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Balfour’s application dismissed by judge

Resource type: News


A bid to block the personal release of a report on the death of an HIV-positive prisoner by Correctional Services Minister Ngconde Balfour was dismissed in the North Gauteng High Court on Friday.

Pretoria Judge Brian Southwood dismissed the application for leave to appeal a January judgment with costs.

Southwood earlier ruled that a six-page document, by former Inspecting Judge of Prisons Nathan Erasmus, be released to the Treatment Action Campaign.

He also authorised the inspectorate to do the same and it complied.

The document contained the inspectorate’s probe into the death of the prisoner, known only as MM, at Durban’s Medium B correctional centre in 2006.

However, Balfour sought to challenge the ruling.

Speaking outside court, executive member of the TAC Mark Heywood said the application was a waste of taxpayers money as the report had already been made public.

“By appealing he was adding to the expense and further defeating the process of the Access to Information Act,” he said.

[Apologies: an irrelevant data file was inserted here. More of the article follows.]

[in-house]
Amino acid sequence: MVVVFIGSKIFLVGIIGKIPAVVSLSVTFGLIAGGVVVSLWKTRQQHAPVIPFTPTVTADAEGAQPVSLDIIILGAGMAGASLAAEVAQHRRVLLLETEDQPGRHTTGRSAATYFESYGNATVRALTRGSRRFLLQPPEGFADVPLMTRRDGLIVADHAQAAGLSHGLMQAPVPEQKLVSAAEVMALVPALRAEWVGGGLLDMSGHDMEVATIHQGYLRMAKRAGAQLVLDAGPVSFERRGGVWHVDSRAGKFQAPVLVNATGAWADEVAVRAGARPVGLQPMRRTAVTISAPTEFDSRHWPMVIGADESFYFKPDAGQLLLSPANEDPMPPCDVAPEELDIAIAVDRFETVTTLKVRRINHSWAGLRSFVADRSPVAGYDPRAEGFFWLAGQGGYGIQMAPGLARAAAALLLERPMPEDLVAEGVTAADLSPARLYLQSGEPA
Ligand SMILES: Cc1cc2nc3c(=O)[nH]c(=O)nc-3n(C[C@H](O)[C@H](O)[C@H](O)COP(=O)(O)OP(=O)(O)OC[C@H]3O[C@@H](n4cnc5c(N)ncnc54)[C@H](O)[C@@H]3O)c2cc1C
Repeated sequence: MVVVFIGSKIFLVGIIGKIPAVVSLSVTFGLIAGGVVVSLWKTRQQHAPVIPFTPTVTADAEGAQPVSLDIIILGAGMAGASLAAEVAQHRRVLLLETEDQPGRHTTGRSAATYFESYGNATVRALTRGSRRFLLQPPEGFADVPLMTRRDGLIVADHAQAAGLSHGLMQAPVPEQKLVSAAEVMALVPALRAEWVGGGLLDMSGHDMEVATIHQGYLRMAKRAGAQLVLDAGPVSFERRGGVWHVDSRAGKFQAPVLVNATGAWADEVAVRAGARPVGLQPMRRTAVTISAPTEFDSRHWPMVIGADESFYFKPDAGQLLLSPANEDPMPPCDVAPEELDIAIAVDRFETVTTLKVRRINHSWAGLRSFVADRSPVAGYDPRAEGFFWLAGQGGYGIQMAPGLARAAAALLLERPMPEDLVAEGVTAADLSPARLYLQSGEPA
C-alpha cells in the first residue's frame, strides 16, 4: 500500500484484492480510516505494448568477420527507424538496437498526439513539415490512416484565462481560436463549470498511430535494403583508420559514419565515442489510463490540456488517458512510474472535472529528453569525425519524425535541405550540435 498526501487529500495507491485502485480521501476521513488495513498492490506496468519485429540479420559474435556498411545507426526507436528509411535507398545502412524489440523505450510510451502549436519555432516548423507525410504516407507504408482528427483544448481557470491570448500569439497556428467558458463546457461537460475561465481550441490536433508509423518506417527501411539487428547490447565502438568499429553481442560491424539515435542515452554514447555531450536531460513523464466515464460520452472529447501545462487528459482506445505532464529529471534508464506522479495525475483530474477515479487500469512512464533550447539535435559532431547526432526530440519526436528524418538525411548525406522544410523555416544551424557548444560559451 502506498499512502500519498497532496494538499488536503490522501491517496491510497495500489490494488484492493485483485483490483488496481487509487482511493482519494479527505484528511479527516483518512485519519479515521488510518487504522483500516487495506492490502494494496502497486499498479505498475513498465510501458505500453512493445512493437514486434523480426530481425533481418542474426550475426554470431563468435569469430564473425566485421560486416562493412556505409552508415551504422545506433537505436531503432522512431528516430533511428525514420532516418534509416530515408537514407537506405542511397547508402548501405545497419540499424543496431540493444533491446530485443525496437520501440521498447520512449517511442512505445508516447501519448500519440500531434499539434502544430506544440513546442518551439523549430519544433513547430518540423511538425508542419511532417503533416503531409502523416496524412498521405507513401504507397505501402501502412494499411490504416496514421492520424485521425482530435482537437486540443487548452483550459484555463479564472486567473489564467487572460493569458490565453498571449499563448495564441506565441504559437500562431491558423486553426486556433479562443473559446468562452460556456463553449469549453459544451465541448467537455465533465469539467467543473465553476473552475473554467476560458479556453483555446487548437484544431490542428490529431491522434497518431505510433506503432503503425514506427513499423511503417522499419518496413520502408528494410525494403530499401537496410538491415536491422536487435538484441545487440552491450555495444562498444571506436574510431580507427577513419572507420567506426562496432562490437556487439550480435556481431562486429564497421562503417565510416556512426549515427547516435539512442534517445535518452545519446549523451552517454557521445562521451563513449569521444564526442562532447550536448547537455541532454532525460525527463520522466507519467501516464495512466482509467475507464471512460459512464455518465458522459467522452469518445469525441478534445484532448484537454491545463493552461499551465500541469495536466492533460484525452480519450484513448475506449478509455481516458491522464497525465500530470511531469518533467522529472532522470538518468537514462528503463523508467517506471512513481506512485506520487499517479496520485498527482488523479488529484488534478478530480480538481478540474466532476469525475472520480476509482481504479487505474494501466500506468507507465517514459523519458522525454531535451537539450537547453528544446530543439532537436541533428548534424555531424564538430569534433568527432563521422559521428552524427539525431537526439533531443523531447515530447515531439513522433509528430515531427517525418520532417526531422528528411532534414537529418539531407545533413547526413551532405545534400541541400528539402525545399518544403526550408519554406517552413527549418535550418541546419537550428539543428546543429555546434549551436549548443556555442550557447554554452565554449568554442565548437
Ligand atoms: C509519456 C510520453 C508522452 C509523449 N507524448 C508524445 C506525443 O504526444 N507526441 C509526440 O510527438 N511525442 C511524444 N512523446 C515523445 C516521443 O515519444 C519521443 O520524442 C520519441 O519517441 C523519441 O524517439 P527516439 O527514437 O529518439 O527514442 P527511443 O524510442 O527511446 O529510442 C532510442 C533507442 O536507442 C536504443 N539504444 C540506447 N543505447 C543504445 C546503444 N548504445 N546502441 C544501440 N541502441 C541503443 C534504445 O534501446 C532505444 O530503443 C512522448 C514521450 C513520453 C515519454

Heywood said it appeared that Balfour was trying to save face as the January ruling indicated that he had lied and put his credibility into disrepute.

“We believe that this particular prisoner died of negligence,” said Heywood.

While satisfied with the outcome of Friday’s application, Heywood said the TAC felt the actual report should have “gone further”.

“We are very disappointed with the report itself. We feel that Judge Erasmus did not use fully the powers that were available to him to fully investigate the case.

“In certain respects he fudged what should have been clear,” he said.

MM died after antiretrovirals were allegedly administered too late.

In the report, Erasmus said MM would have at least qualified for ARV treatment in terms of his medical condition in 2003.

However for various reasons it was only in early July 2006 that he was put on the drugs.

By then it was apparent that his condition was irreversible, and he was hospitalised.

“The department of correctional services had then put into motion an application for medical release,” Erasmus said.

“This was recommended and forwarded to the office of the minister of correctional services for finalisation. However, before a decision could be made, he [MM] passed on.”

Erasmus said awareness of and responses to the HIV/Aids pandemic should be heightened in the department.

He also said the legislative framework relating to medical releases should be revisited.

It was known immediately known if Balfour’s counsel would seek leave to appeal in a higher court. They would not speak to the media. – Sapa

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